Keys to the footballing Kingdom at stake as Stacks bid to end Dr Crokes’ four-in-a-row bid
Traleee club keen to end a title drought stretching back to 1994
“Stacks are Stacks,” was the succinct compliment offered by Dr Crokes manager Noel O’Leary when asked to consider his team’s opponents in tomorrow’s Kerry senior football championship final.
N’er a truer word: of all the associative words in Kerry football lore, none carries quite as much weight as Stacks, the Tralee club that is towny to the last and boasts more All-Ireland senior football medals than any other club in Ireland and more than several counties.
It is somehow fitting that it was Austin Stacks who have survived to become the last team standing between Dr Crokes, the standard-bearers for the Kerry game for the past half decade, and their quest for what would be a new accomplishment for an old club: a fourth consecutive Kerry football championship.
Stacks are Stacks all right but the club has been trading on an illustrious past for quite some time now. In fact the date of their last Kerry title – 1994 – comes as quite a shock. A lot of Kerry football history has gushed under the bridge since then.
“It is a long time. It is well overdue,” acknowledges John O’Keeffe, whose five county championship medals with Stacks stretch over the period 1973 to 1986.
“It goes in cycles in Kerry. The divisional teams can be very strong when they get it together so it is really good that two clubs teams have come to the ultimate game. We haven’t had a good Stacks team for a while.
“Since Stephen Stack took over I have seen a different Stacks team; they are well prepared and highly motivated and he is highly astute. Mickey Collins is having a fine season and Kieran Donaghy is playing well in the middle of the field and Daniel Bohane is very good at full back. But I feel everything will have to fall into place for Stacks on Sunday.”
This is the problem. Few teams have pushed Dr Crokes as hard as Austin Stacks in recent seasons. They came out the wrong end of 1-15 to 0-11 county final result three years ago and then lost the quarter final to the black and amber team 1-14 to 1-13 the following year.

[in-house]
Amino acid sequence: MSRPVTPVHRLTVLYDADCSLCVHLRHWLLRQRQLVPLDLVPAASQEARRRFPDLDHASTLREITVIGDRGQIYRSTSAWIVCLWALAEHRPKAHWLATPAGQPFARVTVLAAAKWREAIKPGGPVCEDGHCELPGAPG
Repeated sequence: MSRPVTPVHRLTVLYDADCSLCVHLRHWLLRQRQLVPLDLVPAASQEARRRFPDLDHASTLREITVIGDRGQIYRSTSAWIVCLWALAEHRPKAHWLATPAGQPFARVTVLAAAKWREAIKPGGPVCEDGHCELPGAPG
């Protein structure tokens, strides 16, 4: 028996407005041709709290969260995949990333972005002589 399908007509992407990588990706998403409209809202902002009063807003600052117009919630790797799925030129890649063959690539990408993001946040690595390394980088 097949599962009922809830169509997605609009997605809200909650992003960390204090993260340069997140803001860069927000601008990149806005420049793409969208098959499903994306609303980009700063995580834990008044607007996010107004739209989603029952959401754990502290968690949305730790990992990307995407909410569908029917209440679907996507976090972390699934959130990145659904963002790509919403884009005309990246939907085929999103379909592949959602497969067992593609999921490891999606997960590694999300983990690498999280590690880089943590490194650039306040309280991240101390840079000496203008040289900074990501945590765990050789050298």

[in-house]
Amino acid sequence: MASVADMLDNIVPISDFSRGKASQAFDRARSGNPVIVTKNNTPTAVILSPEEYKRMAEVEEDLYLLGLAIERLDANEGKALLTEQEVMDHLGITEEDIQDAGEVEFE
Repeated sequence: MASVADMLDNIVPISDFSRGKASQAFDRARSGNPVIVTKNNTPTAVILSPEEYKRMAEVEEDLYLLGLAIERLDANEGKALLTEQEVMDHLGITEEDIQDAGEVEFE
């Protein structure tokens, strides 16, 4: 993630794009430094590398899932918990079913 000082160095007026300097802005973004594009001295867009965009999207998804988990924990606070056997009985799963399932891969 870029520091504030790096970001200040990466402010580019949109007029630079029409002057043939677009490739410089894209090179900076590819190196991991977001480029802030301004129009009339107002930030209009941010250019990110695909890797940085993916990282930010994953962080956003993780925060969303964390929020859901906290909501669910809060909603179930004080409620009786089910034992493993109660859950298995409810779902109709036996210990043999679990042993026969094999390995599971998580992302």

The grip that Crokes have on Kerry bragging rights is nothing like as oppressive as the stranglehold Crossmaglen have on the Armagh championship – at least not yet.
But Crokes are still in their pomp. Eoin Brosnan is one of the gilded Kerry players who have yet to decide whether or not to commit to another season for the county, but he sounded as if he was enjoying playing club foot ball when interviewed after their semi-final win.
“The five county fellas were training at a very high level. But the others trained very, very hard over the summer. We talked about it at the start of the year. It is a huge challenge for us. Kerry is a huge commitment and we will concentrate on the club for the time being. We will concentrate on the club for the moment. The next few months will hopefully be injury free and we’ll take it from there.”
So while this Kerry final is a tantalising prospect in its own right, it also showcases an interesting period for the Kingdom.
The team has seldom won as many neutral fans in its winning years as it did in its gallant semi-final display against Dublin last summer – even if those garlands mean nothing in Kerry.
There is a sense now that Kerry, despite the admirable momentum generated by first year manager Eamon Fitzmaurice, are fighting against the dying of the light. The recent retirement of Tomás Ó Sé, one of the all-time greats, reinforced that notion.
Tomorrow, big Kieran Donaghy will anchor the midfield for Stacks and Kerry supporters will wonder how many more years he has in that big frame.
Colm Cooper is only 30 and has said he has no intention of quitting but the very fact that Cooper – the kid, the lodestone – is speaking in those terms is sobering. In short, Kerry football is at a crossing point.
Dr Crokes defeated Kerins O’Rahilly’s by 0-14 to 0-4 in their semi-final. Austin Stacks overcame Feale Rangers by 3-12 to 0-3.